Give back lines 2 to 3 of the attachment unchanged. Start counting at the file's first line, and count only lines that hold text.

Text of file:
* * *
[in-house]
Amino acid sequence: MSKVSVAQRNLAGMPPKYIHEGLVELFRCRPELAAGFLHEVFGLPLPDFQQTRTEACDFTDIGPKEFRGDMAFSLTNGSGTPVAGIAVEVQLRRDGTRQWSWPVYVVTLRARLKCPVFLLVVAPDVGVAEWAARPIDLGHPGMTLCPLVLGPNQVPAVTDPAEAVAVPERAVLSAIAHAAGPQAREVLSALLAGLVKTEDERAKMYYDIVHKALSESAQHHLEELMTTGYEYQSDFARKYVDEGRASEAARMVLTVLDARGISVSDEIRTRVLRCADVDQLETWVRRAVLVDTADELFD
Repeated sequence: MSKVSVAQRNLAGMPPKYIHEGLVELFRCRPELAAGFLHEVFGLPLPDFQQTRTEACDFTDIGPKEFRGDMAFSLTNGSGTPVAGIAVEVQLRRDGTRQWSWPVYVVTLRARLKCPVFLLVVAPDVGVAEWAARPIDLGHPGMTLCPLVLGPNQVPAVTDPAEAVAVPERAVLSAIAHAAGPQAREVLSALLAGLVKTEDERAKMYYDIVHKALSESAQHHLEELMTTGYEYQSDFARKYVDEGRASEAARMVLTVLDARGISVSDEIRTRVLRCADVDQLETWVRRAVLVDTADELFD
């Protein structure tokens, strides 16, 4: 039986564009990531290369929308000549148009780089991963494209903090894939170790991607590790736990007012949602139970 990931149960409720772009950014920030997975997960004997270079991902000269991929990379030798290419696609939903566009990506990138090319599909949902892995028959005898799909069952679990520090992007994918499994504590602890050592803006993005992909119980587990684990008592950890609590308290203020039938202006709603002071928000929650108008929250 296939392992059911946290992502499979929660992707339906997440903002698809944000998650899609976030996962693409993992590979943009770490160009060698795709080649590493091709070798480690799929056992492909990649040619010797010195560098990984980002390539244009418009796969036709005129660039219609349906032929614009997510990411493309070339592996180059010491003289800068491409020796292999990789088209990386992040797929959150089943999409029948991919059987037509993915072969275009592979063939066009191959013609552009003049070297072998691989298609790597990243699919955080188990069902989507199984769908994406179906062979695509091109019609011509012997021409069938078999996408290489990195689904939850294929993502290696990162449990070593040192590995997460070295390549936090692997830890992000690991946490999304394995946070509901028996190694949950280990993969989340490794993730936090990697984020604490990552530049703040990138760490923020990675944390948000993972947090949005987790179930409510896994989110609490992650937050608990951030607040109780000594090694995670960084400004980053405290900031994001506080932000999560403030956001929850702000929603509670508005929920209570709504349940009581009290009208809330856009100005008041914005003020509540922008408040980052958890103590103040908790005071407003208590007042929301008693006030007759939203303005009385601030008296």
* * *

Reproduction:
Amino acid sequence: MSKVSVAQRNLAGMPPKYIHEGLVELFRCRPELAAGFLHEVFGLPLPDFQQTRTEACDFTDIGPKEFRGDMAFSLTNGSGTPVAGIAVEVQLRRDGTRQWSWPVYVVTLRARLKCPVFLLVVAPDVGVAEWAARPIDLGHPGMTLCPLVLGPNQVPAVTDPAEAVAVPERAVLSAIAHAAGPQAREVLSALLAGLVKTEDERAKMYYDIVHKALSESAQHHLEELMTTGYEYQSDFARKYVDEGRASEAARMVLTVLDARGISVSDEIRTRVLRCADVDQLETWVRRAVLVDTADELFD
Repeated sequence: MSKVSVAQRNLAGMPPKYIHEGLVELFRCRPELAAGFLHEVFGLPLPDFQQTRTEACDFTDIGPKEFRGDMAFSLTNGSGTPVAGIAVEVQLRRDGTRQWSWPVYVVTLRARLKCPVFLLVVAPDVGVAEWAARPIDLGHPGMTLCPLVLGPNQVPAVTDPAEAVAVPERAVLSAIAHAAGPQAREVLSALLAGLVKTEDERAKMYYDIVHKALSESAQHHLEELMTTGYEYQSDFARKYVDEGRASEAARMVLTVLDARGISVSDEIRTRVLRCADVDQLETWVRRAVLVDTADELFD